Rods 'n' Sods - UK Hot Rod & Street Rod Forums banner
1 - 5 of 5 Posts

·
Registered
Joined
·
267 Posts
Discussion Starter · #1 ·
Who knows anything about the science of car batteries, like how they hold charge, voltage etc? I've heard in the past if you put a high output alternator on a battery that's too small you'll overcharge it, or at least charge it too fast and damage it. On the flipside I've heard that if you use a battery that's too big for your charging system you'll also damage the battery.

Which puts me in my current position (see what I did there) which is that I have a car with a dynamo and I would argue maybe the battery is too big for it. The problem is the dynamo will rarely fully recharge it if I'm doing a lot of stop-starting or if the lights are on and it eventually goes flat, but I'm wondering if it's because the battery is too big. The battery spends most of its life partially charged.

What happens when a lead acid is only partially charged? Does the voltage drop right off or does it hold full voltage until right near the end? Would I have been better off with a much smaller battery which although doesn't hold as much reserve would always get fully charged and therefore have the voltage to crank?

I think ultimately I'll have to swap it to an alternator like I normally do on my old motors, but that's a way off yet.
 

·
I'm Not Jed Clampett
Joined
·
2,725 Posts
Well I did a lot of stuff about lead acid battery science at college; however, as that was an awfully long time ago I've forgotten almost all of it.

But, as all the cells in a lead acid battery are charged the coating on the lead plates changes its chemical composition. The coating continues to build and the SG (Specific Gravity) of the suphuric acid electrolyte increases as the battery reaches full charge. The coating changes back again as the cells in the battery are discharged, the SG of the electrolyte also falls again.

Can't see the issue with a big battery and a small alternator except that the battery will take longer to bring to full charge, batteries will become damaged if left completely flat for a long period of time because a chemical change occurs to the lead plates which prevents the surfaces' chemical change to the charged state.

Can't really see a damage issue with a small battery if your regulator is correctly set, ultimately this is what sets the charge rate whether you have a dynamo or an alternator. Batteries will be damaged by overcharging, this is because the particles of the charged plate surface (lead peroxide IIRC) vibrate off, then the particles fall to the bottom of the cell and ultimately short the positive and negative plates out.

From a practical point of view, unless you have loads of extra electrical equipment on your ride, The dynamo output should be enough to maintain an already charged battery in a fully charged state. I would check the output of the regulator, it should be around 14V, Most of the later small Lucas dynamos (if that's what you have) push out a maximum of around 22A, but it will only do this if the voltage regulator is correctly adjusted. This is easy if you have the earlier two coil reg. You need a special tool to adjust the later three coil regulators.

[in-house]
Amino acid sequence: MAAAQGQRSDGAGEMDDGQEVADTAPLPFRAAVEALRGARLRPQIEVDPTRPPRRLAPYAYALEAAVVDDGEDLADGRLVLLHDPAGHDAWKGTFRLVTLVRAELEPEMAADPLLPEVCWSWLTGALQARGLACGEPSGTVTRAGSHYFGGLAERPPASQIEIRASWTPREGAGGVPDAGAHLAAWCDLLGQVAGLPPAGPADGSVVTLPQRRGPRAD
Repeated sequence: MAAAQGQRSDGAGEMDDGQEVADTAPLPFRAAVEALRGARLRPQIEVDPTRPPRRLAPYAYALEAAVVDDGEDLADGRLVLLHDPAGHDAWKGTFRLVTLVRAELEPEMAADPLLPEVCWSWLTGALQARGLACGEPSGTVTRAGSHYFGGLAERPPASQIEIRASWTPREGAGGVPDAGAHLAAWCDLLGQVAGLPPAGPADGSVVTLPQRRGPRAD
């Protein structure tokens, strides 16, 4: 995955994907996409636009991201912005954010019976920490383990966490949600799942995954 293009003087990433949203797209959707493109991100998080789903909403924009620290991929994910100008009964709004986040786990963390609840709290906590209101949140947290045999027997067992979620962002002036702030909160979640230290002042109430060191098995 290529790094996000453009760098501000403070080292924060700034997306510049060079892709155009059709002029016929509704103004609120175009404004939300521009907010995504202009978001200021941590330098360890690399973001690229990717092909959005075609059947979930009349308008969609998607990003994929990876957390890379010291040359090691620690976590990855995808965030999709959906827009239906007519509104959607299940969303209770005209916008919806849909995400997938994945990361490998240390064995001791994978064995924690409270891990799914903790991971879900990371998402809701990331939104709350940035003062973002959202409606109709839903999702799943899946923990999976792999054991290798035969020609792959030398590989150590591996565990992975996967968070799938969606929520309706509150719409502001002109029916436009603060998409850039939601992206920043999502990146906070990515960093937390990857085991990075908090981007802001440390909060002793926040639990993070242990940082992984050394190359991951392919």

HTH
 

·
Registered
Joined
·
267 Posts
Discussion Starter · #3 ·
I think I might have answered my own question on another forum. They said the same Stu, it won't damage it but it won't charge it up fully. Someone asked the question what the charging system was and I mentioned that it only put out 10A at about 30mph. On the flathead it simply doesn't get revved much unless I'm on the motorway, so in this weather when I'm using the lights it's just not going to get charged.

I could put a smaller pulley on the dynamo but I can't see it lasting long with the added revs.

So I think the only answer is to swap to an alternator really.
 

·
Registered
Joined
·
140 Posts
Here's an easy way to think about it. The battery is only there to start the car, once it is running the dynamo or alternator provides the power. if you tot up what the total electrical load is, then the alternator needs to be able to provide at least that at idle. if not, the battery will make up the shortfall, but will eventually become flat, normally the next time you try to start the car.
 

·
Registered
Joined
·
727 Posts
Jonny,Jonny,jonny Thers not only 1 answer ( putting an alt....alt..altenator thingy on it) You gotta remember buddy the Flathead was used as a daily engine for many a year and the dynamo and regy box also served duty on daily driven stuff since Pontchus Pilot was an air caddet, both reliably. My Consul pickup has a 2l pinto with an alterthing on it but only cus it was hung off the side when I ploped it in and worked. If it was buggered I'd of slaped the dynamo of the Consul engine on it, I shit you not. That dynamo was on the Consul when I got it 15 years ago never let me down. only changed the engine cus a pinston went up the bore sideways.
I've allways driven old stuff as daily cars curently a Moggy with mild A series + dynamo, the original dynamo did go south on me once but managed to make it charge again with some match sticks to get me home 150 miles. Try that with an alterminator!
My Flathead T used a lucas 12 volt dynamo and mini battery worked tip top.
If you start sliding down the slipery slope of puting a a a thing on your car before you know it there will be radials and disk brakes and seat belts and juke boxs in churches and girles wearing skirts half way up ther arses.
Any way I think I've let you have my opinion I've got to rap the kids pressies (a stick and a hoop) they had a ball in a cup for birthdays.
Happy Christmas
Martin.
 
1 - 5 of 5 Posts
Top